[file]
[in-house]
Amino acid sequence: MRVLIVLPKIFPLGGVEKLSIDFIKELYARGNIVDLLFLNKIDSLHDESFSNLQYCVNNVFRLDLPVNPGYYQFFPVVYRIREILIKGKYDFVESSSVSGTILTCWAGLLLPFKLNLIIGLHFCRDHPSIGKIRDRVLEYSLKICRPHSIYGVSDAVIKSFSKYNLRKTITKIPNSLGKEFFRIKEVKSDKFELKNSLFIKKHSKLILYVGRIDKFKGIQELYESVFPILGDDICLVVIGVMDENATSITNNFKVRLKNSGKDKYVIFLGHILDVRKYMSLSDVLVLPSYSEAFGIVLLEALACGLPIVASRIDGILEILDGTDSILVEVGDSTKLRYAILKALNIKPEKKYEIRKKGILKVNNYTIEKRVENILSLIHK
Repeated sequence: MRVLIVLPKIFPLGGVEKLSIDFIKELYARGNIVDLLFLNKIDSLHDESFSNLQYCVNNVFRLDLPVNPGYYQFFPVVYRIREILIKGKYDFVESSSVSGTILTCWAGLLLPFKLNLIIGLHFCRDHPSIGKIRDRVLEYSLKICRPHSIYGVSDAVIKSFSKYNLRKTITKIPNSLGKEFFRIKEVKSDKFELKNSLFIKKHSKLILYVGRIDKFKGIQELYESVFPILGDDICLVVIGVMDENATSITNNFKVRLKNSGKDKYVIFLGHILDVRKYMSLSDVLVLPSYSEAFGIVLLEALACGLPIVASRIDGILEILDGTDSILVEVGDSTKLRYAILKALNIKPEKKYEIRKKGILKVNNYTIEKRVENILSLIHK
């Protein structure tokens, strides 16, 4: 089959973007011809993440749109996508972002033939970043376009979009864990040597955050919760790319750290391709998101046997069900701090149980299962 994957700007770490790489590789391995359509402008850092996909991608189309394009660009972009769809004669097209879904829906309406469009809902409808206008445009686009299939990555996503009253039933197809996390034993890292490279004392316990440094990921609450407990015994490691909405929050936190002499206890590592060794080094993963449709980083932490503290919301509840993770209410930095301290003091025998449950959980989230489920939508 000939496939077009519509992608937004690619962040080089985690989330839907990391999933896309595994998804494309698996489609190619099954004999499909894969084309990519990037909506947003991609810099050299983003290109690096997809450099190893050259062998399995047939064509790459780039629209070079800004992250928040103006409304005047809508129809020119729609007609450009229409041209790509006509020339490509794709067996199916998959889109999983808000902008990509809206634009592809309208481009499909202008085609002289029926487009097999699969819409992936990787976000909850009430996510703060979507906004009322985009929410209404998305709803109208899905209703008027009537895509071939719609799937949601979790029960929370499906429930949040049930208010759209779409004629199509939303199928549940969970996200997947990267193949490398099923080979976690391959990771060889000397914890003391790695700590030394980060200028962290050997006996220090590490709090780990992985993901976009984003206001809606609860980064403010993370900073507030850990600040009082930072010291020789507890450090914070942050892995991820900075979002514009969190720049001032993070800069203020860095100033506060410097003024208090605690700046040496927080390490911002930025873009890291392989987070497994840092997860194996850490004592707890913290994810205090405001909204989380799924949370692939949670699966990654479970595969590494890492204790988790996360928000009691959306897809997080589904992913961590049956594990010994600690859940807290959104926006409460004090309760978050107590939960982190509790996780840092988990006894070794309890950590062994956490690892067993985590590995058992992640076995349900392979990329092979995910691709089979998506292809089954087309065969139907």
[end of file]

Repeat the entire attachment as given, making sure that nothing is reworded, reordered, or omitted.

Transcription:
[in-house]
Amino acid sequence: MRVLIVLPKIFPLGGVEKLSIDFIKELYARGNIVDLLFLNKIDSLHDESFSNLQYCVNNVFRLDLPVNPGYYQFFPVVYRIREILIKGKYDFVESSSVSGTILTCWAGLLLPFKLNLIIGLHFCRDHPSIGKIRDRVLEYSLKICRPHSIYGVSDAVIKSFSKYNLRKTITKIPNSLGKEFFRIKEVKSDKFELKNSLFIKKHSKLILYVGRIDKFKGIQELYESVFPILGDDICLVVIGVMDENATSITNNFKVRLKNSGKDKYVIFLGHILDVRKYMSLSDVLVLPSYSEAFGIVLLEALACGLPIVASRIDGILEILDGTDSILVEVGDSTKLRYAILKALNIKPEKKYEIRKKGILKVNNYTIEKRVENILSLIHK
Repeated sequence: MRVLIVLPKIFPLGGVEKLSIDFIKELYARGNIVDLLFLNKIDSLHDESFSNLQYCVNNVFRLDLPVNPGYYQFFPVVYRIREILIKGKYDFVESSSVSGTILTCWAGLLLPFKLNLIIGLHFCRDHPSIGKIRDRVLEYSLKICRPHSIYGVSDAVIKSFSKYNLRKTITKIPNSLGKEFFRIKEVKSDKFELKNSLFIKKHSKLILYVGRIDKFKGIQELYESVFPILGDDICLVVIGVMDENATSITNNFKVRLKNSGKDKYVIFLGHILDVRKYMSLSDVLVLPSYSEAFGIVLLEALACGLPIVASRIDGILEILDGTDSILVEVGDSTKLRYAILKALNIKPEKKYEIRKKGILKVNNYTIEKRVENILSLIHK
């Protein structure tokens, strides 16, 4: 089959973007011809993440749109996508972002033939970043376009979009864990040597955050919760790319750290391709998101046997069900701090149980299962 994957700007770490790489590789391995359509402008850092996909991608189309394009660009972009769809004669097209879904829906309406469009809902409808206008445009686009299939990555996503009253039933197809996390034993890292490279004392316990440094990921609450407990015994490691909405929050936190002499206890590592060794080094993963449709980083932490503290919301509840993770209410930095301290003091025998449950959980989230489920939508 000939496939077009519509992608937004690619962040080089985690989330839907990391999933896309595994998804494309698996489609190619099954004999499909894969084309990519990037909506947003991609810099050299983003290109690096997809450099190893050259062998399995047939064509790459780039629209070079800004992250928040103006409304005047809508129809020119729609007609450009229409041209790509006509020339490509794709067996199916998959889109999983808000902008990509809206634009592809309208481009499909202008085609002289029926487009097999699969819409992936990787976000909850009430996510703060979507906004009322985009929410209404998305709803109208899905209703008027009537895509071939719609799937949601979790029960929370499906429930949040049930208010759209779409004629199509939303199928549940969970996200997947990267193949490398099923080979976690391959990771060889000397914890003391790695700590030394980060200028962290050997006996220090590490709090780990992985993901976009984003206001809606609860980064403010993370900073507030850990600040009082930072010291020789507890450090914070942050892995991820900075979002514009969190720049001032993070800069203020860095100033506060410097003024208090605690700046040496927080390490911002930025873009890291392989987070497994840092997860194996850490004592707890913290994810205090405001909204989380799924949370692939949670699966990654479970595969590494890492204790988790996360928000009691959306897809997080589904992913961590049956594990010994600690859940807290959104926006409460004090309760978050107590939960982190509790996780840092988990006894070794309890950590062994956490690892067993985590590995058992992640076995349900392979990329092979995910691709089979998506292809089954087309065969139907």